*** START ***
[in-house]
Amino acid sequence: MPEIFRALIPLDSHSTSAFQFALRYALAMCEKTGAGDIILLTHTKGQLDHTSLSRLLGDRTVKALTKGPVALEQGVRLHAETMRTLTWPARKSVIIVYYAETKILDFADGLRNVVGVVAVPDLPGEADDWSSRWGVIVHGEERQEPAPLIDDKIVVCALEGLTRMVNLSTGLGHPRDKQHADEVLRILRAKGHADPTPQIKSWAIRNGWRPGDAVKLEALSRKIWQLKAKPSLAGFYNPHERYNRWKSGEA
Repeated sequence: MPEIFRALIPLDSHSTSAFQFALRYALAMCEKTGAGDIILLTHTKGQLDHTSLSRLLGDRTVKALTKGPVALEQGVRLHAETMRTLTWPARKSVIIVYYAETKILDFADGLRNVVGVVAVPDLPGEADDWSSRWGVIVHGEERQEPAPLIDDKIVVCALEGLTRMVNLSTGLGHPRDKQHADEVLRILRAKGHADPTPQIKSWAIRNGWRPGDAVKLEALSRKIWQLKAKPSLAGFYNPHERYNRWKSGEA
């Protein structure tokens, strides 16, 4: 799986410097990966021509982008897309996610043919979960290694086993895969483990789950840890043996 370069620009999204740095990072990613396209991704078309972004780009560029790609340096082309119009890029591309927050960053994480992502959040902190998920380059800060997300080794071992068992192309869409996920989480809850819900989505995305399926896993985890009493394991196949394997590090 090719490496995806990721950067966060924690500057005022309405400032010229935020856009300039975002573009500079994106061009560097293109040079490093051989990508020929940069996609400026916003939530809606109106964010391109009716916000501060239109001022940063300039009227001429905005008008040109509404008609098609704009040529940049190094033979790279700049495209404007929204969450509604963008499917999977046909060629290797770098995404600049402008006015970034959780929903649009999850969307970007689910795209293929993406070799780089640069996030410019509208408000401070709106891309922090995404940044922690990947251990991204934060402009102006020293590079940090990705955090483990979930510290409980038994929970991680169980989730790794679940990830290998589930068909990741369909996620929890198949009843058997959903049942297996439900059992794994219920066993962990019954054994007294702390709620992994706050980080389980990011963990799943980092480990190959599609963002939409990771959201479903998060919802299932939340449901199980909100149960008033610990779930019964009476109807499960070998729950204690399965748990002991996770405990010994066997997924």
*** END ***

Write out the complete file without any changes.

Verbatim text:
[in-house]
Amino acid sequence: MPEIFRALIPLDSHSTSAFQFALRYALAMCEKTGAGDIILLTHTKGQLDHTSLSRLLGDRTVKALTKGPVALEQGVRLHAETMRTLTWPARKSVIIVYYAETKILDFADGLRNVVGVVAVPDLPGEADDWSSRWGVIVHGEERQEPAPLIDDKIVVCALEGLTRMVNLSTGLGHPRDKQHADEVLRILRAKGHADPTPQIKSWAIRNGWRPGDAVKLEALSRKIWQLKAKPSLAGFYNPHERYNRWKSGEA
Repeated sequence: MPEIFRALIPLDSHSTSAFQFALRYALAMCEKTGAGDIILLTHTKGQLDHTSLSRLLGDRTVKALTKGPVALEQGVRLHAETMRTLTWPARKSVIIVYYAETKILDFADGLRNVVGVVAVPDLPGEADDWSSRWGVIVHGEERQEPAPLIDDKIVVCALEGLTRMVNLSTGLGHPRDKQHADEVLRILRAKGHADPTPQIKSWAIRNGWRPGDAVKLEALSRKIWQLKAKPSLAGFYNPHERYNRWKSGEA
């Protein structure tokens, strides 16, 4: 799986410097990966021509982008897309996610043919979960290694086993895969483990789950840890043996 370069620009999204740095990072990613396209991704078309972004780009560029790609340096082309119009890029591309927050960053994480992502959040902190998920380059800060997300080794071992068992192309869409996920989480809850819900989505995305399926896993985890009493394991196949394997590090 090719490496995806990721950067966060924690500057005022309405400032010229935020856009300039975002573009500079994106061009560097293109040079490093051989990508020929940069996609400026916003939530809606109106964010391109009716916000501060239109001022940063300039009227001429905005008008040109509404008609098609704009040529940049190094033979790279700049495209404007929204969450509604963008499917999977046909060629290797770098995404600049402008006015970034959780929903649009999850969307970007689910795209293929993406070799780089640069996030410019509208408000401070709106891309922090995404940044922690990947251990991204934060402009102006020293590079940090990705955090483990979930510290409980038994929970991680169980989730790794679940990830290998589930068909990741369909996620929890198949009843058997959903049942297996439900059992794994219920066993962990019954054994007294702390709620992994706050980080389980990011963990799943980092480990190959599609963002939409990771959201479903998060919802299932939340449901199980909100149960008033610990779930019964009476109807499960070998729950204690399965748990002991996770405990010994066997997924």